Rain. A beautiful concept, one which brings about thoughts of refreshing, cleansing, petrichor, mingled scents of grass, water and earth. Certainly, it’s a beautiful thing, rain. One which transforms the landscape outside to smears of blurred landscape. Yes, it’s mesmerizing, it’s magical, rain.
But only when one is indoors.
Yesterday, the clouds were grey, muggy masses looming overhead, as they always say, threatening to crack like eggs and spill their contents. And they did.
The first drops hit the bus, splattering upon impact then streaming as the wind chased them backwards. I groan inwardly.
The past few days have been rainy ones. Ones where my skirt has been soaked stiff and reduced to a chattering ball. But somehow, with some strange logic of mine, it's worth it. Worth seeing the individual droplets. Worth seeing an entire sheet of water against the window. -
The frequency of the drops increase as I hasten my footsteps. I break into a jog. The drops fall more rapidly. Yes, it’s unpredictable, rain.
I slow to a walk. Surprised, aren’t you? There’s little point, really, in rushing any longer. There’s little point in slipping on pavement slick with water.
For once in ages, I bask in rain. Like it, I am effervescent, I am euphoric, treading light steps, doing a twirl, uncaring if anyone were to smirk or smile.
There’s a reason why rain always crackles as it shatters on the ground in splurts and splatters. Acute stabs against skin, stinging of the eyes and other orifices. Pinpricks of wetness. Yes, it’s beautiful, beautiful and painful, rain.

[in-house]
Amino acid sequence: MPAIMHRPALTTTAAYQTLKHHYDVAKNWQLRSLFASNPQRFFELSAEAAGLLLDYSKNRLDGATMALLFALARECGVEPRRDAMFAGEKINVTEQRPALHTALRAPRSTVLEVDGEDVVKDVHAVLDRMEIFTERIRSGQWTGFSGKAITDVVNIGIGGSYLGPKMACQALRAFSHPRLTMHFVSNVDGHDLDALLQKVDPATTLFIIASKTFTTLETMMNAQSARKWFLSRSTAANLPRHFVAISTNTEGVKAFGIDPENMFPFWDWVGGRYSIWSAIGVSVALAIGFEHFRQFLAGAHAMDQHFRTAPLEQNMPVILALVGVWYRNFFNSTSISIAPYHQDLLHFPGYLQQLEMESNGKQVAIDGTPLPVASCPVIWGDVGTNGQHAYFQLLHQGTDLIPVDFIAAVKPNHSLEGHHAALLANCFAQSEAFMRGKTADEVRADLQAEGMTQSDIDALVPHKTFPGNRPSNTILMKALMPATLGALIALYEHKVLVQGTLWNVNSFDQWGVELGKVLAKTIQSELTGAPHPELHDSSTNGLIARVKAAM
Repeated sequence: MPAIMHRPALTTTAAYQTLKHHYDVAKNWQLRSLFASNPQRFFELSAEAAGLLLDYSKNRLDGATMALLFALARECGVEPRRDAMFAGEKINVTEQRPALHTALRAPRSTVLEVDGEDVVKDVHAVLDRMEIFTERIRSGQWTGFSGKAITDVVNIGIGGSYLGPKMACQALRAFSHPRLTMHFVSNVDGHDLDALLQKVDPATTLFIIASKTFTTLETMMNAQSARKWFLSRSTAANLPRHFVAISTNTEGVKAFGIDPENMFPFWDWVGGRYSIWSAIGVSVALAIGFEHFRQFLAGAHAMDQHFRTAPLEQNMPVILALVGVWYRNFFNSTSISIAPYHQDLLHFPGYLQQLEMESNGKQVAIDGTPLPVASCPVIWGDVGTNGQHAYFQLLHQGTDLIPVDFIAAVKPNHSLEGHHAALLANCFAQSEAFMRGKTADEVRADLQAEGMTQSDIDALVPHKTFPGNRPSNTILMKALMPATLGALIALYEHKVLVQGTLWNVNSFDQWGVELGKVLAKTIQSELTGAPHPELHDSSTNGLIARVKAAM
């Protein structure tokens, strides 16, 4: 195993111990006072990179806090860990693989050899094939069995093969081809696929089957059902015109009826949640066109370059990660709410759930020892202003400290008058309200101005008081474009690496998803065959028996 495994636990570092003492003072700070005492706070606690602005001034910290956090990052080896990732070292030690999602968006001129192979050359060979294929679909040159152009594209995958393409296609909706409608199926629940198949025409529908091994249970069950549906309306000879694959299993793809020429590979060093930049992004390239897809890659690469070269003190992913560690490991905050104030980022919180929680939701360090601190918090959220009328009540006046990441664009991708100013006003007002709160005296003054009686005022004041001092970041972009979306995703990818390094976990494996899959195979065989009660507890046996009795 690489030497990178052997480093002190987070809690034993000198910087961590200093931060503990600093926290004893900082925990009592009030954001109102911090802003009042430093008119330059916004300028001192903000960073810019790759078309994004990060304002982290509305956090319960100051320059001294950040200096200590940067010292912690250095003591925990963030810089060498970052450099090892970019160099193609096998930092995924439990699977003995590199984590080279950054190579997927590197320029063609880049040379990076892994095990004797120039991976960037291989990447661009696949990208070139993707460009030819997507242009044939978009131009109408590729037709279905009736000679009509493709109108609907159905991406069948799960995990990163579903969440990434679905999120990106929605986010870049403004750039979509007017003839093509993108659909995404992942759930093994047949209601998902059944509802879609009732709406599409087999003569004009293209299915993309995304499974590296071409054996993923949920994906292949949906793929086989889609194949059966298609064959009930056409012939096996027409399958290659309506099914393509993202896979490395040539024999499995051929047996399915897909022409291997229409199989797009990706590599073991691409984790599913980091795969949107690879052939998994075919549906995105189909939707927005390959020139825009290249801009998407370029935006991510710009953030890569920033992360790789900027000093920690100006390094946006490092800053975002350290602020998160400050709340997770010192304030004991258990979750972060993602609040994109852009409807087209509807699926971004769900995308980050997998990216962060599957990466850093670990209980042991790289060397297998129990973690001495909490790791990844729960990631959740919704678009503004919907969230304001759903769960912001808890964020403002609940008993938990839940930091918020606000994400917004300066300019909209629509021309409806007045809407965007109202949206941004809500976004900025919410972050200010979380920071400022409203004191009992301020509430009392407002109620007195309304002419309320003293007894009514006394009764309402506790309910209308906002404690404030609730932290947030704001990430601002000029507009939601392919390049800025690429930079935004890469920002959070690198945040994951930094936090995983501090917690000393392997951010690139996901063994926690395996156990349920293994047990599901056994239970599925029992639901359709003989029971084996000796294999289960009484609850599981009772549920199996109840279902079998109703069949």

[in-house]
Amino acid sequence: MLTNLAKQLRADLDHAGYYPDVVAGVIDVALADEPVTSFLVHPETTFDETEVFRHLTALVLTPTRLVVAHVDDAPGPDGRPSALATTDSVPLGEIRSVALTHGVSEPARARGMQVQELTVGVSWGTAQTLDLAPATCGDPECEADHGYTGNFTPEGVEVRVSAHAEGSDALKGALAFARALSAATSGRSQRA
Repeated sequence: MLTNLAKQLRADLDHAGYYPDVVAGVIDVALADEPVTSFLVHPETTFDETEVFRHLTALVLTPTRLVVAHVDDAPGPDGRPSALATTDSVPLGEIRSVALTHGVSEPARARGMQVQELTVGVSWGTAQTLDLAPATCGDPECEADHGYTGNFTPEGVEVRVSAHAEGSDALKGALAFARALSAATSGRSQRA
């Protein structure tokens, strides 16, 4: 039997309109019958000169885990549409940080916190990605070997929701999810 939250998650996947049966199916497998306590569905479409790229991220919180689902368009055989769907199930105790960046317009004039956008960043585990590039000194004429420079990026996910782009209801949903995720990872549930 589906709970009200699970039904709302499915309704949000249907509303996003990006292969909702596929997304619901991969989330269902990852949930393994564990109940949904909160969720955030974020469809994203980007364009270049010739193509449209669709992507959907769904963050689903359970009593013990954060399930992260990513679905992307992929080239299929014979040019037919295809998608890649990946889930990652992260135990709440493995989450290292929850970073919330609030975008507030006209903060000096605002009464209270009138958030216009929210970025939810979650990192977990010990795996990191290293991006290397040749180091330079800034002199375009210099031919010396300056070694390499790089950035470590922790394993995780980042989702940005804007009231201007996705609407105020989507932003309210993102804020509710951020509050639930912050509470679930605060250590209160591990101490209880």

I step in, drenched and dripping, shoes squelching, hair slick with rain. The clouds are soon gone, the puddles seeming evanesce. Rain, an enchantingly ethereal experience.
A week ago, when the rain began pelting down and running down my nape was rivulets of droplets, I decided to seek shelter in the bakery opposite my house. I stepped in to the warm fragrance of soups, pastries and breads, along with the chatter of people talking animatedly. My glasses, however, were too badly fogged to discern what those who produced the chatter looked like. As such, I trusted my instincts and went for the racks holding freshly baked delights. What my tongs reached for was a Danish - a lemongrass almond Danish. The rain had reduced to a slight drizzle by then (see how fickle it is?), so I walked home taking occasional bites, warm pastry in hand and crumbs lining my mouth. It was a good pastry, that.
But the title of this post is not 'Walking home With Warm pastry'. No, it's about bostock, which is fortunately, not some kind of stocking, nor something drenched in stock. No, it's toast. Toast that's like rain, which crackles and crisps. However, unlike rain, it's good, solid stuff that nourishes the mind and fuels the body. It's good, toast, with a solid crust and firm crumb.
So here, I've got toast, with a good, relatively-stiff covering of cream and almonds
Lemongrass Bostock Toast
makes 2 slices
2 slices bread
1/2 c water
2 tbsp. maple syrup
1 tsp lemongrass leaves
1/4 c greek yogurt (or soy/coconut for vegans)
2 tbsp. almond meal
1/2 tsp almond extract; optional
1 tsp maple syrup
pinch of salt
1.5 tbsp. almond silvers
1.5 tbsp. pomegranate arils
1 tbsp. the hunters' kitchenette almond butter
1. Bring the half cup of water to a boil with lemongrass leaves and 2 tbsp. maple syrup.
2. Peel your oranges and add the segments to the boiling water. Let it boil over medium-low heat for 5-10 mins.
3. Preheat oven to 170c and grease a plate. Set aside.
4. Soak your toast in the orange 'syrup' until absorbed.
5. Mix yogurt, almond meal, maple syrup, almond extract (if using) and salt.
6. Slather mixture over toast and bake for 20 mins. Add the almonds on the toast on the fifteenth minute mark.
7. Drizzle on almond butter and pomegranate arils. Serve and enjoy.
- to be continued -